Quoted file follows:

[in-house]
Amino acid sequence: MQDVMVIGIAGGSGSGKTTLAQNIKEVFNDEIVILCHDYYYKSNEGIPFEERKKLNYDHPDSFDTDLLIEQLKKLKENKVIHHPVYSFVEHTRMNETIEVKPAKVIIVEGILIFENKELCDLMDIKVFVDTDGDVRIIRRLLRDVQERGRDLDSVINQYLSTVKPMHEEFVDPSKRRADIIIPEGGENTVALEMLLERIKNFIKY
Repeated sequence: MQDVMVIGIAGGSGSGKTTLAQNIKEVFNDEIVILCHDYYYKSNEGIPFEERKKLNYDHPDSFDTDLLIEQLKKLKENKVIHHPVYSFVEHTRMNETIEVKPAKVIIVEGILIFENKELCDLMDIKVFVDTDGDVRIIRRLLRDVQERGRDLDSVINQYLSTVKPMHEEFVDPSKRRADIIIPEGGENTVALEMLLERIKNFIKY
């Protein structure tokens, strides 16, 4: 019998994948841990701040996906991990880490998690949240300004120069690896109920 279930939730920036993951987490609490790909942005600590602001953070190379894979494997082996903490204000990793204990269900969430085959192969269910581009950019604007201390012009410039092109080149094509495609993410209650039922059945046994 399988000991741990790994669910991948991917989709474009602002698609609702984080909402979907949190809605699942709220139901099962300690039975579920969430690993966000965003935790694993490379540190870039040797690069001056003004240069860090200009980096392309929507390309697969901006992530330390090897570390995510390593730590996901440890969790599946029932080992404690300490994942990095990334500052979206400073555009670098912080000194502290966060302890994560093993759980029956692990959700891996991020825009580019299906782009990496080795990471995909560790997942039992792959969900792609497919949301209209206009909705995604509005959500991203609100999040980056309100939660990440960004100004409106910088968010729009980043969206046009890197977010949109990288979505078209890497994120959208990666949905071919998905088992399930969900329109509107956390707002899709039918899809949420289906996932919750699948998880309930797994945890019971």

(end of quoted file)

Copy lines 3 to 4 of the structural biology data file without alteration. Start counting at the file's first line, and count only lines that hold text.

Repeated sequence: MQDVMVIGIAGGSGSGKTTLAQNIKEVFNDEIVILCHDYYYKSNEGIPFEERKKLNYDHPDSFDTDLLIEQLKKLKENKVIHHPVYSFVEHTRMNETIEVKPAKVIIVEGILIFENKELCDLMDIKVFVDTDGDVRIIRRLLRDVQERGRDLDSVINQYLSTVKPMHEEFVDPSKRRADIIIPEGGENTVALEMLLERIKNFIKY
């Protein structure tokens, strides 16, 4: 019998994948841990701040996906991990880490998690949240300004120069690896109920 279930939730920036993951987490609490790909942005600590602001953070190379894979494997082996903490204000990793204990269900969430085959192969269910581009950019604007201390012009410039092109080149094509495609993410209650039922059945046994 399988000991741990790994669910991948991917989709474009602002698609609702984080909402979907949190809605699942709220139901099962300690039975579920969430690993966000965003935790694993490379540190870039040797690069001056003004240069860090200009980096392309929507390309697969901006992530330390090897570390995510390593730590996901440890969790599946029932080992404690300490994942990095990334500052979206400073555009670098912080000194502290966060302890994560093993759980029956692990959700891996991020825009580019299906782009990496080795990471995909560790997942039992792959969900792609497919949301209209206009909705995604509005959500991203609100999040980056309100939660990440960004100004409106910088968010729009980043969206046009890197977010949109990288979505078209890497994120959208990666949905071919998905088992399930969900329109509107956390707002899709039918899809949420289906996932919750699948998880309930797994945890019971």